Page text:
You can use the same geothermal system to cool greenhose space. Generally, the buried tubes will extract the heated air from the greenhouse and replace it with cooler air using the cooler earth.The maximum hot or cool temperature will be equal to soil temperature. So, the more or less the soil temperature, the more or less will be the greenhouse temperature.

However, you can plant ornamentals or bedding plants to increase the temperature by at least 15°-20°F more. If you want, you can also utilize an air heat pump to get warmer air inside the greenhouse.

How Much Does It Cost To Build a Geothermal Greenhouse

Normally, the cost of Geothermal Greenhouse can be calculated per square foot. According to several experts, per square foot cost be anywhere between $6 and $12 per square foot.

Regardless of the DIY project, you are working on, it is necessary first to do a proper calculation so that you can suit your budget. Here are some important numeric numbers you should check out:

  • GAHT storage capacity with 1 fan about 400 CFM: 23 million BTU/year
  • Cost to run fan: $30/yr
  • Electrical Power Saving: $944
  • Cost of the GAHT system—2 fan system—(DIY): $2000

Detail explanation of the above numeric numbers 

For a residential system, with one fan rated at 530 CFM’s you will get actual CFM somewhere around 400 depending on your elevation and the system design. It can contribute about 23 million BTUs a year to the soil. In one of those fans of years, the costs are$30, and that’s a savings of about, you know, $900 off your electric power bill.Since each fan consists of 2 fan systems, the number will be approximately$1,800. Additionally, you need also to include the materials cost, insulation cost, and the cost of excavation. So, the total cost of 2/3 year payoff periods will be around $2000.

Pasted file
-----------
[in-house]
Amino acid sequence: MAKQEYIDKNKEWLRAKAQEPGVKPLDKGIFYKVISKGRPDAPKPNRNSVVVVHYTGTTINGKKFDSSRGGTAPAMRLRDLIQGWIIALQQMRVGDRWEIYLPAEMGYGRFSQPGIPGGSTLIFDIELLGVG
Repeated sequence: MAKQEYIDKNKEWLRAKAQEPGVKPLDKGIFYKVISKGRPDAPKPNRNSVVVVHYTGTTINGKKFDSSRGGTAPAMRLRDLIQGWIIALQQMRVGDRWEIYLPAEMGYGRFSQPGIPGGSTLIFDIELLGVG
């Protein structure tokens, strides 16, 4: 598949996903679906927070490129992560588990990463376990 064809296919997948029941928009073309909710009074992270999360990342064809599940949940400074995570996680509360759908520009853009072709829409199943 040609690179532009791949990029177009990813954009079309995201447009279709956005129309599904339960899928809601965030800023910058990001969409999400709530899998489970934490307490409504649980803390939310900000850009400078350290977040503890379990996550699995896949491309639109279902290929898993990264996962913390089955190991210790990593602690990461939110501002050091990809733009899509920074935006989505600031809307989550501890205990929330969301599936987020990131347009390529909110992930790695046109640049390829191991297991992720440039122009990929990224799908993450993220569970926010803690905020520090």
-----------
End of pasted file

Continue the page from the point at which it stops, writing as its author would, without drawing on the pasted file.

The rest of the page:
How many pipes Do We Need For Geothermal Greenhouse

How many pipes Do We Need For Geothermal Greenhouse

You will need around 500-600 feet of pipefor every ton of the system capacity. For example, if your space size is approximately 2400 square-foot, it will have a four-ton system. So, you will need around 2000-2400 feet of pipe for the entire system capacity.

However, you can measure it of your own to become 100% sure about how much pipe do you need for Geothermal Greenhouse. Bury a few septic tubing under the soil, and they should reach at least several feet for better measurement. It will help you measure each square foot of space being heated/ cooled.

Useful Geothermal Greenhouse Kits

You will need various types of kits to setup a Geothermal Greenhouse. Here is the list of things you will need to create a DIY Geothermal Greenhouse and also provide a probable cost list…

Items Price
Greenhouse Plastic $200-$220
Drain Pipe $300-$400
Wiggle Wire $400-$450
Adhesive Tape $50-$60
Potting Benches $100-$120
Trencher $100-$120
Lumber $400-$450
Mini Excavator $400-$450

There are other kits you may prefer to use based on your requirements. For example, you can use Rolled rubber or Interlocking tiles for flooring. You will have to spend around $2 per square foot for Rolled rubber flooring, while a box of Interlocking will cost about $170. Below we provide a side from where you can check all the necessaty greenhouse kits . (#Ads).

You can use different things for siding, such as glass, Polyethylene, Fiberglass, Polycarbonate, etc. Each will have a different cost. For instance, the price of Polycarbonate siding per square foot is high, which can be around $59 per square foot. If you prefer an affordable option, you choose the Polyethylene siding, which could be approximately $.12 per square foot.